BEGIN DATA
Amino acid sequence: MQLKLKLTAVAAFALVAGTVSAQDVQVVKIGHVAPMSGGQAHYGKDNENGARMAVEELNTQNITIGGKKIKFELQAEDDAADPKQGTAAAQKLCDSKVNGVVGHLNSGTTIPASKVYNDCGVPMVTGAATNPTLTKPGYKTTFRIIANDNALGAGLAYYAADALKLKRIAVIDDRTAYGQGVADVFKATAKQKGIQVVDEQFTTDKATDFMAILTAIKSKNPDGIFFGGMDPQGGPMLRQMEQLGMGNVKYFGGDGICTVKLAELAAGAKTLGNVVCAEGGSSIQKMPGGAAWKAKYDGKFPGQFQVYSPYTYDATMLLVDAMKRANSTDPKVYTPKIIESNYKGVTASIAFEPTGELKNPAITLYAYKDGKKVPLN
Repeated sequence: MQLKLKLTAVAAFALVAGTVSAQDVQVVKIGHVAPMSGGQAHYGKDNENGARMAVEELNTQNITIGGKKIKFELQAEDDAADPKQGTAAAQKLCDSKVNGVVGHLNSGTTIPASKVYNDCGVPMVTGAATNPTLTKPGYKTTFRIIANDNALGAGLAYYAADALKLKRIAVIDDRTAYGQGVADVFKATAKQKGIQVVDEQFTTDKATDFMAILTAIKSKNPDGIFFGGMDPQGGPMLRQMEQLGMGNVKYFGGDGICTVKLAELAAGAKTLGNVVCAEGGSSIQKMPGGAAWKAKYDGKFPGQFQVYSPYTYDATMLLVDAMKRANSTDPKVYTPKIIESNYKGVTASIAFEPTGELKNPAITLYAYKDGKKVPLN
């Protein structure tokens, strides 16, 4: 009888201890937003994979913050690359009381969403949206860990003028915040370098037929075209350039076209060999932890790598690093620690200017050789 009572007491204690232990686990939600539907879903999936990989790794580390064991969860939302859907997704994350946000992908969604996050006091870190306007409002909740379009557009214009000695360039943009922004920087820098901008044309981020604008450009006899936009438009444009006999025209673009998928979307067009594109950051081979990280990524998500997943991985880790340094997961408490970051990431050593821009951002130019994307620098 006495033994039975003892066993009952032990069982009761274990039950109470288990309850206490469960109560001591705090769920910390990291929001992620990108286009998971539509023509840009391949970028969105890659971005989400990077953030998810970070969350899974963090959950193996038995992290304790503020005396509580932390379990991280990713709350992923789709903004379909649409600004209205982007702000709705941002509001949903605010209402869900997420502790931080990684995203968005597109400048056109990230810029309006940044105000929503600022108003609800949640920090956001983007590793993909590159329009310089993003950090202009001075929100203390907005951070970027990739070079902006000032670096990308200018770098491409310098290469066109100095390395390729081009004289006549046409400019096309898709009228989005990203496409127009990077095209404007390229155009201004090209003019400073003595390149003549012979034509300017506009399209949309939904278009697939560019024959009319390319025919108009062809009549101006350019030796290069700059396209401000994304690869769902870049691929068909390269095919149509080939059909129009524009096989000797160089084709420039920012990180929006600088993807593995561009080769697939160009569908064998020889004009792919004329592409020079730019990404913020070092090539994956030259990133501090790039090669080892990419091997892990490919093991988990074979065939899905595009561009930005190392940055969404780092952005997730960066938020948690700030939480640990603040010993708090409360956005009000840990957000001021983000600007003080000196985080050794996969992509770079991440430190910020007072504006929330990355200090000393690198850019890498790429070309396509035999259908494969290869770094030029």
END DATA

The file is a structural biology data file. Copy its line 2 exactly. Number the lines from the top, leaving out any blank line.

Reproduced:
Repeated sequence: MQLKLKLTAVAAFALVAGTVSAQDVQVVKIGHVAPMSGGQAHYGKDNENGARMAVEELNTQNITIGGKKIKFELQAEDDAADPKQGTAAAQKLCDSKVNGVVGHLNSGTTIPASKVYNDCGVPMVTGAATNPTLTKPGYKTTFRIIANDNALGAGLAYYAADALKLKRIAVIDDRTAYGQGVADVFKATAKQKGIQVVDEQFTTDKATDFMAILTAIKSKNPDGIFFGGMDPQGGPMLRQMEQLGMGNVKYFGGDGICTVKLAELAAGAKTLGNVVCAEGGSSIQKMPGGAAWKAKYDGKFPGQFQVYSPYTYDATMLLVDAMKRANSTDPKVYTPKIIESNYKGVTASIAFEPTGELKNPAITLYAYKDGKKVPLN